We tried our hardest to be respectful and observe the numerous rules of the Buddhist pagodas and religious sites of Myanmar. We did well; most of the time.
It’s a lot to remember; when seated on the floor of a temple, you shouldn’t point your feet at a Buddha statue, or have your photo taken with your back to Buddha, and be properly covered up, shoulders and knees.
In addition, at all the temples you have to remove your shoes and socks. The locals all wear sandals and so the idea of socks is just odd to them. Before they enter, they just kick off their sandals.
After the sunset at the magnificent Sutuangpyei Temple atop Mandalay Hill, we took the long way down the stairs, past small shrines and Buddha statues. We started off in sandals but quickly heard calls of “no shoes” from the locals. Usually it was a shoe-free area only in the temples, but this was a sacred path. We quickly kicked them off and walked down the hundreds of stairs at twilight.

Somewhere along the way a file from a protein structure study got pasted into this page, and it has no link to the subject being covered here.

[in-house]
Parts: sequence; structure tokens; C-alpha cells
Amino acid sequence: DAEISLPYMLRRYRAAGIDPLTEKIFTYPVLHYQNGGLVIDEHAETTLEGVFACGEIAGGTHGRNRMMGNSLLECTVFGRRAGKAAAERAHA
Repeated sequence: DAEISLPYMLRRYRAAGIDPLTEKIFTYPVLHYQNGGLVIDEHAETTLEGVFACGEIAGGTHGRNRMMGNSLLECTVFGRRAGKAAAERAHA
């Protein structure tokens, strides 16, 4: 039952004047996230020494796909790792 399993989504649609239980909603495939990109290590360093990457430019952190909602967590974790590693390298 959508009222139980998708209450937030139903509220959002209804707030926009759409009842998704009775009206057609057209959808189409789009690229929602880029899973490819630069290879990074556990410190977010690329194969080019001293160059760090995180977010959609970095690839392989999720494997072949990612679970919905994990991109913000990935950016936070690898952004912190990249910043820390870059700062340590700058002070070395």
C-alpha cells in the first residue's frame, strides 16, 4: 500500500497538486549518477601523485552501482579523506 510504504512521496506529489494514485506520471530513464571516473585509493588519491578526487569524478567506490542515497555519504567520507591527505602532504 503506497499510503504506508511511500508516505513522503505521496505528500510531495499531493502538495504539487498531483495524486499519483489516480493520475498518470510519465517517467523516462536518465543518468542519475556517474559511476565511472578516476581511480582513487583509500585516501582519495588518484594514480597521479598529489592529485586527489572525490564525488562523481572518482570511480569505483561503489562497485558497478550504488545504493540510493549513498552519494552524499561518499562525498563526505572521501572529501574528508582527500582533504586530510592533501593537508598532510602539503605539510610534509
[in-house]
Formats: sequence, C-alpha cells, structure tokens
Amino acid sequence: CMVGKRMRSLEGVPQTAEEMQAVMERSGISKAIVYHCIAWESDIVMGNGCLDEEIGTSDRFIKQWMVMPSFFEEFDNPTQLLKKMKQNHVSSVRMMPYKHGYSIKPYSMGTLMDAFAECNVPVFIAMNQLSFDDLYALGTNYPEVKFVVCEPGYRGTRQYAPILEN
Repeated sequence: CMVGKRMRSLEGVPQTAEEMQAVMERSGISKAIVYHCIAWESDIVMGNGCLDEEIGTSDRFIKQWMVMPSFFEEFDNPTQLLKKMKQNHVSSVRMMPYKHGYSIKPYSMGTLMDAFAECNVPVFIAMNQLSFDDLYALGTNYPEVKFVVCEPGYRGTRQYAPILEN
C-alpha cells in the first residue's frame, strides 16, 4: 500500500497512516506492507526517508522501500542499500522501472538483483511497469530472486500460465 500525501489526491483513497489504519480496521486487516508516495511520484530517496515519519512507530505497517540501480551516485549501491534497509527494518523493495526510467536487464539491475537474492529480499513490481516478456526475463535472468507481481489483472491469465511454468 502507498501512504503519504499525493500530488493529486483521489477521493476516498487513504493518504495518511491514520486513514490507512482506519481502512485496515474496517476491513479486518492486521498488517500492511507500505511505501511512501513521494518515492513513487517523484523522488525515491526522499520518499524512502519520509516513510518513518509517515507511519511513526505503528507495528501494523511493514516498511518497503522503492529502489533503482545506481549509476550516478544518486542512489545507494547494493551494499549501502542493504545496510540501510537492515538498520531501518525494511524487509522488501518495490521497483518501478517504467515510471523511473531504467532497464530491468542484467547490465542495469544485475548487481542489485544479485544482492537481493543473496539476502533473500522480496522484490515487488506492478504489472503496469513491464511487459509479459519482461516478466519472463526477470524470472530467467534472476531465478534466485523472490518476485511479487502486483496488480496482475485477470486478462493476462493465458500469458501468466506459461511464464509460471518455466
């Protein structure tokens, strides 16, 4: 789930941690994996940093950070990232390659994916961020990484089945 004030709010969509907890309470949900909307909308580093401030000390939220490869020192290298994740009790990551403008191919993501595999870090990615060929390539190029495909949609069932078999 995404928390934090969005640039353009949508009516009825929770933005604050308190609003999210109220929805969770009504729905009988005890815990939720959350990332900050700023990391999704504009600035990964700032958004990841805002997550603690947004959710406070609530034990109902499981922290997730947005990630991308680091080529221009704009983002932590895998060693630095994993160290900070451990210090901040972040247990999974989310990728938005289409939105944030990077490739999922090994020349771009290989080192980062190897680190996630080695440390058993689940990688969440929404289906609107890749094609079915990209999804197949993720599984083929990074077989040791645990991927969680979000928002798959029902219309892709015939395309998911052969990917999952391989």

At some of the big pagodas, there are cubbies and benches for foreign visitors. Everyone would sit down, take off their shoes and socks and then line up to check them in for 50 cents. I was doing this too at the start; what a pain. By the end of the day I had already switched to my flip flops and was kicking them into the pile of sandals like a local.
Our feet quickly toughened up to the blazing hot tiles, gravel and debris in the temples. Once in Bagan, we were walking through a dark corridor and under our feet there was a slight squish. I heard fluttering above us and saw bats flying. Yup, we were walking barefoot through bat guano. We consoled ourselves with the thought that people in LA probably pay hundreds of dollars for a bat guano pedicure treatment.
At the end of the day we would arrive back at the hotel and our feet would be absolutely filthy.